After a few weeks of draft coverage, it’s time to rant about the Super Two deadline.
Is there a bigger joke than the Super Two deadline that keeps some of baseball’s top prospects in the minors each year? Case in point, Pirates outfielder Gregory Polanco, who was more than ready for the majors but was forced to wait until Tuesday to get his call-up while replacement-level bats (no offense to Josh Harrison, Jose Tabata, Travis Snider, or their friends and family) patroled right field until his arrival. A rumor surfaced late last week that Polanco would be called up, which Pirates officials quickly refuted. Polanco has crushed it this season (.349, 7 HR, 49 RBI, 15 SB), and should make an immediate fantasy impact.
I’m curious how others feel about top prospects being held back, not only from a fantasy perspective, but from a general baseball standpoint. Feel free to sound off in the comments, or hit me up with your thoughts on Twitter @rsteingall.
One of the more notable debuts occurred last week when the Astros signed first baseman Jonathan Singleton to a long term contract (5 years/$10 million, with three option years that could push the contract over $30 million), a deal that drew the ire of the MLBPA. It’s hard to blame Singleton for taking the money, as he’s already been suspended once due to drugs, and wanted some financially security up front. May other prospects follow suit in the future to get themselves to the majors earlier, even if it’s against the union’s wishes? From a fantasy perspective, Singleton brings some serious pop to the corner infield market, and has already mashed two homers (including a grand slam) through his first six games. The whiffs are going to come in bunches, and his average isn’t likely to be pretty, but there will be plenty of RBI chances for him.
The Rockies promoted top pitching prospect Eddie Butler to the majors this weekend, and he proceeded to get bombed in his first start (5.1 IP, 10 H, 6 ER, 3 BB, 2 SO). I wouldn’t read too much into one start, so chalk this up as a learning experience for the young righty. Butler’s strikeouts have been down this year in the minors (5.24 K/9), and coupled with the harsh Coors Field environment, he’s a bit of a risk in mixed leagues this year. Take a look in NL-only and gamble on his upside.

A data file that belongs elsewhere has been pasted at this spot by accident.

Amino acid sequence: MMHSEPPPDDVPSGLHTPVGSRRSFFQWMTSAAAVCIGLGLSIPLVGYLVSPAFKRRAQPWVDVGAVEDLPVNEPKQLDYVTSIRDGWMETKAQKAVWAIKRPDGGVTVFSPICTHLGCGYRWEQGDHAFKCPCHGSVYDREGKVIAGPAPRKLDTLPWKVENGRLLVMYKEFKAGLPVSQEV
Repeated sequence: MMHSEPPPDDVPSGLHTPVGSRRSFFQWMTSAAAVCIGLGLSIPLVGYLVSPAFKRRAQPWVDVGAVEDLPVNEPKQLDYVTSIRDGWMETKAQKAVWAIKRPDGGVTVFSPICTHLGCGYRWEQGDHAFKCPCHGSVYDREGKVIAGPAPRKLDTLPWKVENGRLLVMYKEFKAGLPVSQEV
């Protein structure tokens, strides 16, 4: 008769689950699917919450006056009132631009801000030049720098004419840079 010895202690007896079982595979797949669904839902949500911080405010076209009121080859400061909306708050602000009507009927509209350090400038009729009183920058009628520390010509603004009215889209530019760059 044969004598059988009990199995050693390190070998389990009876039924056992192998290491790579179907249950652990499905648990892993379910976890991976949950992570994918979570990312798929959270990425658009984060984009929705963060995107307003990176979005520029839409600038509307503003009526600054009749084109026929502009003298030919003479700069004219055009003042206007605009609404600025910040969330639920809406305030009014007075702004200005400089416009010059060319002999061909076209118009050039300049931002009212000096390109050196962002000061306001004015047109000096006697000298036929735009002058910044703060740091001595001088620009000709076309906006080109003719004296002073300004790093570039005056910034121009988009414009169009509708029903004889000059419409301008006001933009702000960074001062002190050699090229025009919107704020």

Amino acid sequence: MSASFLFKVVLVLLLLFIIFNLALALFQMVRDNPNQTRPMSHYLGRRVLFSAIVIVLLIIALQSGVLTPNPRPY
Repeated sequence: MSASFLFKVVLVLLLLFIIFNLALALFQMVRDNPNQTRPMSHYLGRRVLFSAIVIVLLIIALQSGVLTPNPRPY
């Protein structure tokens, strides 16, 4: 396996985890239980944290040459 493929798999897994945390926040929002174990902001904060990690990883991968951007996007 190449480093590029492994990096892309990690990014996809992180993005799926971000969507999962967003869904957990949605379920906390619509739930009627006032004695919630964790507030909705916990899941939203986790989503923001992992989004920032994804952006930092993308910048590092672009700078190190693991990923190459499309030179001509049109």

The Cubs have a monster on the farm in the form of third baseman Kris Bryant, who recently slugged his 21st homer of the season, and is now batting a robust .356 with 54 RBI and eight steals. With Mike Olt struggling mightily in the majors, it may not be long before Bryant earns a Triple-A promotion, with an eye on a September cup of coffee. I’ll be all over Bryant in 2015 drafts, as his power should play immediately in the majors whenever he makes his arrival.
If you’re trying to ball on a budget in your dynasty league, give Giants third baseman Adam Duvall a look. He may find himself a regular gig in San Francisco next season if Pablo Sandoval elects to sign elsewhere through free agency. At 25, he’s old from a prospect standpoint, but the Triple-A numbers speak well (.302, 19 HR, 53 RBI). He can be had for next to nothing. So if you have an extra roster slot, go ahead and make the add.
It may not be long before the Marlins give lefty Andrew Heaney a shot. He's proven to be up to the task through his first three starts at Triple-A New Orleans (23 IP, 2.74 ERA, 27/2 K/BB). Randy Wolf is not a road block fantasy players should be concerned with, so the Marlins are likely to promote Heaney as soon as they feel he’s ready. He should be an immediate source of strikeouts and solid ratios upon his arrival. Get ahead of the curve and add him now if you haven’t done so already.
With the recent demotion of Travis d’Arnaud, one has to begin to question what the Mets long term plans are behind the dish, and if prospect Kevin Plawecki could eventually push his way to the top of the organization catching heap. Plawecki has been doing damage with the stick this season, hitting .333 with six homers, and continues to play passable defense. At the very least, Plawecki could become a very attractive trade chip if d’Arnaud turns things around. He has the potential to be an effective offensive catching for fantasy purposes, and may be major league ready by the summer of 2015.
Follow Rob on Twitter @rsteingall
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